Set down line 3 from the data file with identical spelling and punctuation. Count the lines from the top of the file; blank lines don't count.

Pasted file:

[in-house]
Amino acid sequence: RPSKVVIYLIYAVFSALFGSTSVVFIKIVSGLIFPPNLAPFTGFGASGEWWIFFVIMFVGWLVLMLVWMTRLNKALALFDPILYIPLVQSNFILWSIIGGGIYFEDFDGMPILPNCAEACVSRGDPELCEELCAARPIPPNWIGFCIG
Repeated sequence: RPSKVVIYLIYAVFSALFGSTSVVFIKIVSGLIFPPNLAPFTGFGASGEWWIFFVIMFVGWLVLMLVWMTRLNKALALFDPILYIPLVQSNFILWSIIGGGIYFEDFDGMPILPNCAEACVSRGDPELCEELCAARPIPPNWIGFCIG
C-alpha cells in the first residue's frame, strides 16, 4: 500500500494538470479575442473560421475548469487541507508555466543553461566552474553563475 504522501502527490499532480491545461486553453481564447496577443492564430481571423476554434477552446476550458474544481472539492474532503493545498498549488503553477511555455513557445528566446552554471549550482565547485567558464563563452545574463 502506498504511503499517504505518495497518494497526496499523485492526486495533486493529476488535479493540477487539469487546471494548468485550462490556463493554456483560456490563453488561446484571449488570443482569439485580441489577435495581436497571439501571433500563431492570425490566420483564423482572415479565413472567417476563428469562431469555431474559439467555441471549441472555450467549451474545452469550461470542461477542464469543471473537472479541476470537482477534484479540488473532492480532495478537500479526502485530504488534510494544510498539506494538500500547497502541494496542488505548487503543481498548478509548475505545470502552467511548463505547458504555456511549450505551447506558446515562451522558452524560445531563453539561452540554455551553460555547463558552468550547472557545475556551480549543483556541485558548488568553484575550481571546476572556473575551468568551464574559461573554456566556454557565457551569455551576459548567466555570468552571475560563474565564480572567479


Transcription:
Repeated sequence: RPSKVVIYLIYAVFSALFGSTSVVFIKIVSGLIFPPNLAPFTGFGASGEWWIFFVIMFVGWLVLMLVWMTRLNKALALFDPILYIPLVQSNFILWSIIGGGIYFEDFDGMPILPNCAEACVSRGDPELCEELCAARPIPPNWIGFCIG